Ceramic Industry

KILN CONNECTION: Gas Pains? Join the Club

October 1, 2003
Around 50% of my e-mail inquiries are associated with fuel consumption and fuel prices. Many companies—both large and small—have been exposed to double-plus fuel costs. A few of them are taking action now, but the majority are crossing their fingers and hoping for a miracle. Which group are you in?

Don’t count on prices declining to solve your energy problem. According to Alan Greenspan, Federal Reserve chairman, “Today’s tight natural gas markets have been a long time in coming, and futures prices suggest that we are not apt to return to earlier periods of relative abundance and low prices anytime soon.”1

Why are prices so high? Well, for starters, natural gas supplies are 29% below their five-year average. In the last year alone, supplies have been 39% lower than average. At the same time, demand is at an all-time high, even with the recession. When industrial output increases, prices will likely be even higher.

What can you do, aside from rearranging the deck chairs on the Titanic? Every kiln that I evaluate has the potential for significant energy savings—evaluate your firing systems to save real money now. The fastest results will be obtained through precise adjustment, and additional gains can be achieved through informed investment. This month, we’ll look at adjustment possibilities.

Obtain Critical Data

Start by figuring out how much fuel you are using. If you followed my advice last year, all of your kilns have metering systems so you can determine fuel consumption on a kiln-by-kiln basis. Next, figure out what load you are processing, including kiln furniture and the ware to be fired. Calculate the specific fuel consumption, in Kg/kilocalorie or BTU/pound, based on fired weight. Compare these values with industry benchmarks for your products to get an idea of where your kilns stand. (This information can often be obtained by talking to other manufacturers in your field. Ceramic Industry’s website also features helpful information in the Reference section.)

Take a look at your process in detail. Make an energy balance by computing the exhaust flow/BTU loss, heat losses from the kiln structure, and the theoretical heat input into your load (ware and kiln furniture). This will provide the data that shows where the expensive fuel is going.

Measure the oxygen levels. In the case of tunnel kilns, make a survey at 500-degree increments to develop the oxygen profile of the kiln, including early cooling. In a periodic kiln, measure the oxygen (again, at 500-degree increments) through the entire firing cycle.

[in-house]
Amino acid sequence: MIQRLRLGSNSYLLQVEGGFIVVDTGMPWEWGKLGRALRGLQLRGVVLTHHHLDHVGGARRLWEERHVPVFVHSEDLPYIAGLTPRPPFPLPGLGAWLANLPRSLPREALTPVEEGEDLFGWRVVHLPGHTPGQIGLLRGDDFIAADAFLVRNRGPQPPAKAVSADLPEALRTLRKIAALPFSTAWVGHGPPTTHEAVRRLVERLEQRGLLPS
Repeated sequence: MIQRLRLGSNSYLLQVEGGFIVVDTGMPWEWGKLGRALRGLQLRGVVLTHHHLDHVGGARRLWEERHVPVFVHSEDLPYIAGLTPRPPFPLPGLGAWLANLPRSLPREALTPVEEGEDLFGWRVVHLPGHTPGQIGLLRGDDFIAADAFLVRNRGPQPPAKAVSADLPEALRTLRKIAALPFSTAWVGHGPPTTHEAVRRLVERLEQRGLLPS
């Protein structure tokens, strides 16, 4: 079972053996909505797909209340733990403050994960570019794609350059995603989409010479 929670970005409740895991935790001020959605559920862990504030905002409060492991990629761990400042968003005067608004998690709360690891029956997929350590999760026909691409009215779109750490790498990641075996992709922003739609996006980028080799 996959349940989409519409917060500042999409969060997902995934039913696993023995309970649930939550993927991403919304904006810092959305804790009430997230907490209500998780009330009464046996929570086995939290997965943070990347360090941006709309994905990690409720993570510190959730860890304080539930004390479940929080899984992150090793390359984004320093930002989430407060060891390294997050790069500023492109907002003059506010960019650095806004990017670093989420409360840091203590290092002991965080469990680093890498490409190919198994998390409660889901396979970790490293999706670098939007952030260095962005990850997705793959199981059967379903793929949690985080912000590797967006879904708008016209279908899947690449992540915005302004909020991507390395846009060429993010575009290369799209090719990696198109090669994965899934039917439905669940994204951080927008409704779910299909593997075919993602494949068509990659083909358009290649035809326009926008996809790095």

Interpret the Data

For tunnel kilns, you can sometimes save 10% or more by readjusting the air flow exchange between cooling and heating, followed by adjustment of the hot zone burners. The goal is to take advantage of the hot air coming from the cooling zone by using it as a portion of combustion air. Setting up the hot zone burners at increasingly rich values will accomplish this task.

If the TK preheating zone employs burners, supplemental BTUs can be added to the preheating area by increasing the flow of gases from cooling to the hot zone. This will allow a reduction of fuel input into the preheating burners, for additional savings.

Evaluate the oxygen profile to figure out where the oxygen is coming from. Possibilities include burner excess air, as well as leaks between kiln car seals and around sand seals, or around burners, sight holes, etc. Take the appropriate action based on your findings, keeping in mind that the changes you make must take into account possible harm to temperature uniformity.

In the case of periodic kilns, there are simple possibilities for savings. Many kilns operate with excessive excess air, but it doesn’t all come from the burners. Frequently, kiln pressures are too low, allowing for significant airflow into the kiln by leakage. In a typical kiln, the leakage area can amount to several square feet around car, door and sand seals, as well as sight holes. A mere 13 cu ft of air weighs 1 lb; a large kiln can have inflow leakage of thousands of cubic feet of air during a cycle! Evaluate the operation of your burners, compare their settings to the oxygen profile obtained through sampling, and then calculate the leakage. You may save some serious money here.

In the next “Kiln Connection” column (December issue), we’ll review the viability of informed investments in many areas, including pulse firing upgrades, kiln furniture and refractories, preheated air systems, utilization of exhaust gases in other processes, and cycle acceleration.


Hagenbaugh, Barbara, “Greenspan Raises Natural Gas Fears,” USA TODAY, June 11, 2003, p. B09.